Perashat Vayesheb 5778
Perashat Vayesheb 5778Friday, December 08, 2017
If we do not closely examine this week's Perasha, we could miss a very valuable lesson. The Torah tells us about Yehudah, who leaves his brothers, settles near an Adullamite and marries a local woman. This woman bears him three sons, Er, Onan and Shelah. Yehudah finds a wife for Er named Tamar. Er dies because of his sins, leaving Tamar a childless widow. He instructs his second son, Onan, to raise children in Er's name with Tamar, but he too dies because of his sins. Then Yehudah instructs Tamar to remain as a widow in her father's house until his third son Shelah is old enough to marry her and fulfill the levirate obligation.
Time passes, and Shelah has grown enough to be given to Tamar. Yet Yehudah does not arrange for her to marry him. In the interim, Shua, Yehudah's wife dies, and after being consoled, he travels to the sheepshearing at Timnah. Tamar, informed of his trip, conceals her identity with a veil and strategically places herself in Yehudah's path. The Midrash emphasizes the hand of Divine Providence in Yehudah's turning aside to the tent of Tamar [Beresheet Rabbah 85:8]. Yehudah wanted to pass by her, without entering the tent; however, Hashem summoned the angel responsible for desire to influence him. Only then did he "turn aside to her" to proposition her. She demands his seal, cord, and staff as surety for payment.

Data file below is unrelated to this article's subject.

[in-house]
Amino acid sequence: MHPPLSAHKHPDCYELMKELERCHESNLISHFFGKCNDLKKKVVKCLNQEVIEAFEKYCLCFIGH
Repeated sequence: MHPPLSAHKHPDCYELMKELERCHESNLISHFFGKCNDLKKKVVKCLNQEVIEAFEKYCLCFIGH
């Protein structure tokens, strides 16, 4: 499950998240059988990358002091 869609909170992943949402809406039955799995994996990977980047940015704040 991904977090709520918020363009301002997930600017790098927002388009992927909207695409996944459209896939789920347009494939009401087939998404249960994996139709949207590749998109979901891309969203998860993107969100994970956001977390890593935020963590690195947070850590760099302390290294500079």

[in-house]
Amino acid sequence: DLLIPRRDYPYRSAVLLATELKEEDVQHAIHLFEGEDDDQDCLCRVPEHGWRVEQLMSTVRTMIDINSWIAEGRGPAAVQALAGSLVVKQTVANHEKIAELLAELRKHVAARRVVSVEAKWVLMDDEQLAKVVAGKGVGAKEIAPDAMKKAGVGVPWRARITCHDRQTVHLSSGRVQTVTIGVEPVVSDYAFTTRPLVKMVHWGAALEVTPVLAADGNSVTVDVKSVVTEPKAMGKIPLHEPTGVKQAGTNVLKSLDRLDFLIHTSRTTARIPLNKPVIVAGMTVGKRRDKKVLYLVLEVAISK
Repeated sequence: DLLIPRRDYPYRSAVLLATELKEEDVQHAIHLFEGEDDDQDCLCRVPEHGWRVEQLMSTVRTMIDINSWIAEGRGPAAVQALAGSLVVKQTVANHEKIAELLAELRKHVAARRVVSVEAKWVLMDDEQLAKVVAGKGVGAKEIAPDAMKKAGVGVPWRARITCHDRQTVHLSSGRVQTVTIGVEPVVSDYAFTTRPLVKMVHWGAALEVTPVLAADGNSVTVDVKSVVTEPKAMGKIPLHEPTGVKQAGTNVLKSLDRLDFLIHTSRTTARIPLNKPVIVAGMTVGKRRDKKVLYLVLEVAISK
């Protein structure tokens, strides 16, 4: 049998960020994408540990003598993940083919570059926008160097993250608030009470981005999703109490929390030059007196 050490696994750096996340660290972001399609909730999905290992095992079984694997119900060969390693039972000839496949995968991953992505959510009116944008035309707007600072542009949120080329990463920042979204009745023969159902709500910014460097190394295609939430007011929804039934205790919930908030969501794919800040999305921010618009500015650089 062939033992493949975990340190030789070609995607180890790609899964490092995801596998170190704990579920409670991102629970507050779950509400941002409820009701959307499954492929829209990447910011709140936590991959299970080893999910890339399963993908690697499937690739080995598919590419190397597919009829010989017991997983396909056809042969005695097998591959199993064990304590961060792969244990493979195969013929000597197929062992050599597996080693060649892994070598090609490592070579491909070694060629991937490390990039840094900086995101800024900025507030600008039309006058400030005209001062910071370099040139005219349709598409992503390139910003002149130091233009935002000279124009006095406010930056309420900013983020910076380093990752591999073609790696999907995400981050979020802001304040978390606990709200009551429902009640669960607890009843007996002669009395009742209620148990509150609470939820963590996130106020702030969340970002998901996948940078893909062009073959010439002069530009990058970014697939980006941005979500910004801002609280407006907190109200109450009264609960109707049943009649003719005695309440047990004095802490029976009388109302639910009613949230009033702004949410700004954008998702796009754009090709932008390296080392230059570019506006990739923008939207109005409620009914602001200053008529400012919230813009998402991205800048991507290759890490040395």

Sometime later, a rumor reaches Yehudah that Tamar is pregnant by harlotry. Being a judge, he angrily condemns her to be burned. She sends a messenger to show Yehudah his staff, seal, and cord, saying, "By the man whose these are, am I with child."
Yehudah, recognizing them as his own, suddenly understands what has taken place. Despite his position of high stature, he admits the truth. He speaks to the crowd who assembled to witness the execution, including Tamar, and says, "She is more righteous than I."
At this moment he cares not about his honor, reputation or stature. What mattered to him at that moment was the truth. And the truth was that he erred. By not keeping his promise to Tamar about Shelah, he prevented his sons' names to be continued. Through her actions, Tamar allowed Yehudah to become the one to fulfill the levirate marriage.
Greatness, as evidenced here, is when a person is able take responsibility and admit his mistakes. That is why Jews are called Yehudim. Yehudah comes from the term L'hodot which has a double meaning, to thank but also to admit the truth.
We learn from Yehudah that Hashem is looking for those who put truth above all their ambitions and assume responsibility for their actions. Those who demonstrate these virtues deserve to be leaders. Jewish kings were destined to come from the tribe of Yehudah and eventually so will Mashiach.
In the words of the opening morning prayer, "A person should always be God fearing, even in private, admit to the truth and speak the truth in his heart".
Jun 19 2019
Sivan 16 5779